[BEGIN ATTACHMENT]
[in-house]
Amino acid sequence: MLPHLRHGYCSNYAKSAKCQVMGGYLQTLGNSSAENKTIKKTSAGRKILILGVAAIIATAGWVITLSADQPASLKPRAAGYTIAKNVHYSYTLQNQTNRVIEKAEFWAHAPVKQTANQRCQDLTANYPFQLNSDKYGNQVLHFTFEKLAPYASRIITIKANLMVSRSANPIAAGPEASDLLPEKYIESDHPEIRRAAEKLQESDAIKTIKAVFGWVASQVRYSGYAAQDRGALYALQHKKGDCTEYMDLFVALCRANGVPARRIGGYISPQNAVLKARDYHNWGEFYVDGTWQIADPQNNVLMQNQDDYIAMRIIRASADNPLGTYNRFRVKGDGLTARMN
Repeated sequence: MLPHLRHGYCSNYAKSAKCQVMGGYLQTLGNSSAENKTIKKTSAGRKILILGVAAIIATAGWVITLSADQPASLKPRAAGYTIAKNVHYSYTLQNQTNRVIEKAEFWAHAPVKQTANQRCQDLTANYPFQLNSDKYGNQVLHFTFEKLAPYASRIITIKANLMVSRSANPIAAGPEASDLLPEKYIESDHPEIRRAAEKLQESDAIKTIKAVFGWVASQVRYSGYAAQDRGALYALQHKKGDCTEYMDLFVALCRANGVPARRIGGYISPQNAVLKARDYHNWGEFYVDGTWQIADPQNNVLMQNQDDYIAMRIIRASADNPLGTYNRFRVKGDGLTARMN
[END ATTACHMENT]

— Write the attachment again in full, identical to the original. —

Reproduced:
[in-house]
Amino acid sequence: MLPHLRHGYCSNYAKSAKCQVMGGYLQTLGNSSAENKTIKKTSAGRKILILGVAAIIATAGWVITLSADQPASLKPRAAGYTIAKNVHYSYTLQNQTNRVIEKAEFWAHAPVKQTANQRCQDLTANYPFQLNSDKYGNQVLHFTFEKLAPYASRIITIKANLMVSRSANPIAAGPEASDLLPEKYIESDHPEIRRAAEKLQESDAIKTIKAVFGWVASQVRYSGYAAQDRGALYALQHKKGDCTEYMDLFVALCRANGVPARRIGGYISPQNAVLKARDYHNWGEFYVDGTWQIADPQNNVLMQNQDDYIAMRIIRASADNPLGTYNRFRVKGDGLTARMN
Repeated sequence: MLPHLRHGYCSNYAKSAKCQVMGGYLQTLGNSSAENKTIKKTSAGRKILILGVAAIIATAGWVITLSADQPASLKPRAAGYTIAKNVHYSYTLQNQTNRVIEKAEFWAHAPVKQTANQRCQDLTANYPFQLNSDKYGNQVLHFTFEKLAPYASRIITIKANLMVSRSANPIAAGPEASDLLPEKYIESDHPEIRRAAEKLQESDAIKTIKAVFGWVASQVRYSGYAAQDRGALYALQHKKGDCTEYMDLFVALCRANGVPARRIGGYISPQNAVLKARDYHNWGEFYVDGTWQIADPQNNVLMQNQDDYIAMRIIRASADNPLGTYNRFRVKGDGLTARMN